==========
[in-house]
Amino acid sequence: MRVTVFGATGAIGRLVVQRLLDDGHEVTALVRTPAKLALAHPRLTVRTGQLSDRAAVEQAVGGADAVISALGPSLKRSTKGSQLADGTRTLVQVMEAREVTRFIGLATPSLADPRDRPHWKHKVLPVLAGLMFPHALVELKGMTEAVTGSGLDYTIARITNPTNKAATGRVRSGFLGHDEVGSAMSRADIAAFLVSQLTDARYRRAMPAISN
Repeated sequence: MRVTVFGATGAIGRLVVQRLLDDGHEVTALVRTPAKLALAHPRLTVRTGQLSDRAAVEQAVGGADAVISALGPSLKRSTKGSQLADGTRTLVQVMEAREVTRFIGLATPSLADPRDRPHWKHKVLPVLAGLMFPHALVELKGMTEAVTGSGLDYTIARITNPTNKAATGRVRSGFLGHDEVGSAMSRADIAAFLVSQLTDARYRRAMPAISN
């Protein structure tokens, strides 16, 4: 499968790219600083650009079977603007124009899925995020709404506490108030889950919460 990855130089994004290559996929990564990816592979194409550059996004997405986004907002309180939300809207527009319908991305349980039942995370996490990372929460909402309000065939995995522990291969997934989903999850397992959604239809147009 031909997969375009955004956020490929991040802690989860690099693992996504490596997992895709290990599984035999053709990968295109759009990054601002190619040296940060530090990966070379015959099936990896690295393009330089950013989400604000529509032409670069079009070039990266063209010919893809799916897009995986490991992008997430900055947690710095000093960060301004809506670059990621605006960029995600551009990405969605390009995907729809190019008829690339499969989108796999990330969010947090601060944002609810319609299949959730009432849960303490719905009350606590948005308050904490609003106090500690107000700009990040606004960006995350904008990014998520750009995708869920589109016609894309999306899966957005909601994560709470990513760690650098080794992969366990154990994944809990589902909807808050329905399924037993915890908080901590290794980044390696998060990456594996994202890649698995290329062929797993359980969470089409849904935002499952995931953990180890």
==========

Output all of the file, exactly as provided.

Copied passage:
[in-house]
Amino acid sequence: MRVTVFGATGAIGRLVVQRLLDDGHEVTALVRTPAKLALAHPRLTVRTGQLSDRAAVEQAVGGADAVISALGPSLKRSTKGSQLADGTRTLVQVMEAREVTRFIGLATPSLADPRDRPHWKHKVLPVLAGLMFPHALVELKGMTEAVTGSGLDYTIARITNPTNKAATGRVRSGFLGHDEVGSAMSRADIAAFLVSQLTDARYRRAMPAISN
Repeated sequence: MRVTVFGATGAIGRLVVQRLLDDGHEVTALVRTPAKLALAHPRLTVRTGQLSDRAAVEQAVGGADAVISALGPSLKRSTKGSQLADGTRTLVQVMEAREVTRFIGLATPSLADPRDRPHWKHKVLPVLAGLMFPHALVELKGMTEAVTGSGLDYTIARITNPTNKAATGRVRSGFLGHDEVGSAMSRADIAAFLVSQLTDARYRRAMPAISN
């Protein structure tokens, strides 16, 4: 499968790219600083650009079977603007124009899925995020709404506490108030889950919460 990855130089994004290559996929990564990816592979194409550059996004997405986004907002309180939300809207527009319908991305349980039942995370996490990372929460909402309000065939995995522990291969997934989903999850397992959604239809147009 031909997969375009955004956020490929991040802690989860690099693992996504490596997992895709290990599984035999053709990968295109759009990054601002190619040296940060530090990966070379015959099936990896690295393009330089950013989400604000529509032409670069079009070039990266063209010919893809799916897009995986490991992008997430900055947690710095000093960060301004809506670059990621605006960029995600551009990405969605390009995907729809190019008829690339499969989108796999990330969010947090601060944002609810319609299949959730009432849960303490719905009350606590948005308050904490609003106090500690107000700009990040606004960006995350904008990014998520750009995708869920589109016609894309999306899966957005909601994560709470990513760690650098080794992969366990154990994944809990589902909807808050329905399924037993915890908080901590290794980044390696998060990456594996994202890649698995290329062929797993359980969470089409849904935002499952995931953990180890």